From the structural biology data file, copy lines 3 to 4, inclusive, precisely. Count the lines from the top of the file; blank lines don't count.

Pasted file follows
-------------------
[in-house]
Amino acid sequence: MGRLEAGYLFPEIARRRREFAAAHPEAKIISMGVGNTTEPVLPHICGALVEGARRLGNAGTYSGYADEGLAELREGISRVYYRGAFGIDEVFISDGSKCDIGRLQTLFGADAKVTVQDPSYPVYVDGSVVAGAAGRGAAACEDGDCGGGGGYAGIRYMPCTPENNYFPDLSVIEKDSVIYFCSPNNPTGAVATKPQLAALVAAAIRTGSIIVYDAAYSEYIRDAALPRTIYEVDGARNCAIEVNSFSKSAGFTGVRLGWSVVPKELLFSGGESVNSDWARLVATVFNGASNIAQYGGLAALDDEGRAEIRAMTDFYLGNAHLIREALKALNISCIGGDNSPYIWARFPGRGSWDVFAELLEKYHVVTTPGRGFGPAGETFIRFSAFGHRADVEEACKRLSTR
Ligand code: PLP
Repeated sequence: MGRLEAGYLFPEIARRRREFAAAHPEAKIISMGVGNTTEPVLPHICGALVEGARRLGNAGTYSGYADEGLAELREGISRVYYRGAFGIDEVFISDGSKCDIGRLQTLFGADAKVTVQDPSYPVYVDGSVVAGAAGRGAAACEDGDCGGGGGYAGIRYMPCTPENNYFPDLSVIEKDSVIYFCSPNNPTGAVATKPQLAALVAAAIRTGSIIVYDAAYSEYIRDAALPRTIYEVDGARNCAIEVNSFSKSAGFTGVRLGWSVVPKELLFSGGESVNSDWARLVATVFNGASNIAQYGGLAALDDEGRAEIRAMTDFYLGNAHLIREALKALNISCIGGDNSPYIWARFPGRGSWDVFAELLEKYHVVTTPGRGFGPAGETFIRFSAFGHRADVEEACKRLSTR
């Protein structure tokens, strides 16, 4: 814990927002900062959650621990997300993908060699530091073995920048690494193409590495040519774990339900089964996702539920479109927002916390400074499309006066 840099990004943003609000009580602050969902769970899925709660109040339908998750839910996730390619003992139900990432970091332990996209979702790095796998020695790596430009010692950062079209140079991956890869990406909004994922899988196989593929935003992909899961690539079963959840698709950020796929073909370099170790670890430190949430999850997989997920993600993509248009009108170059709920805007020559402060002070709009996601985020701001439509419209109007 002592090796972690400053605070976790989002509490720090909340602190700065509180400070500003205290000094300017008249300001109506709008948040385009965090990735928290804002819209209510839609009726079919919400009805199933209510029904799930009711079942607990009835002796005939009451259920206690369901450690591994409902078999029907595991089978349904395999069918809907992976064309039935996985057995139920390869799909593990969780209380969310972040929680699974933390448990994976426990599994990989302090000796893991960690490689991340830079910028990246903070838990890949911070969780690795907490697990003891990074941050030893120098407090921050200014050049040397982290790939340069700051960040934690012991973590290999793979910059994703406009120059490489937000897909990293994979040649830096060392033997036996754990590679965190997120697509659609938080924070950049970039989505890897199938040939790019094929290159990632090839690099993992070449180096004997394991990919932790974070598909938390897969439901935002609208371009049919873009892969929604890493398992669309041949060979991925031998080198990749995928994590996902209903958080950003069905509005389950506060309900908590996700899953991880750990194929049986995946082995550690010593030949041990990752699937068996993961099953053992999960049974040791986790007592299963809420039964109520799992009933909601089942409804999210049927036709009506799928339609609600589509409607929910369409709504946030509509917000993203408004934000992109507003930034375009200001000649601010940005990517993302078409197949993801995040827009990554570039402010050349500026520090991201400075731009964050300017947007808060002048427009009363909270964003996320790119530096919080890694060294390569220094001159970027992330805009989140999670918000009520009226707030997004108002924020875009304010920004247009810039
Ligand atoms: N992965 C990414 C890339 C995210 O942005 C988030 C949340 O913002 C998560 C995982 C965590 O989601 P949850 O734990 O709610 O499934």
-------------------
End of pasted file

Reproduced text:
Ligand code: PLP
Repeated sequence: MGRLEAGYLFPEIARRRREFAAAHPEAKIISMGVGNTTEPVLPHICGALVEGARRLGNAGTYSGYADEGLAELREGISRVYYRGAFGIDEVFISDGSKCDIGRLQTLFGADAKVTVQDPSYPVYVDGSVVAGAAGRGAAACEDGDCGGGGGYAGIRYMPCTPENNYFPDLSVIEKDSVIYFCSPNNPTGAVATKPQLAALVAAAIRTGSIIVYDAAYSEYIRDAALPRTIYEVDGARNCAIEVNSFSKSAGFTGVRLGWSVVPKELLFSGGESVNSDWARLVATVFNGASNIAQYGGLAALDDEGRAEIRAMTDFYLGNAHLIREALKALNISCIGGDNSPYIWARFPGRGSWDVFAELLEKYHVVTTPGRGFGPAGETFIRFSAFGHRADVEEACKRLSTR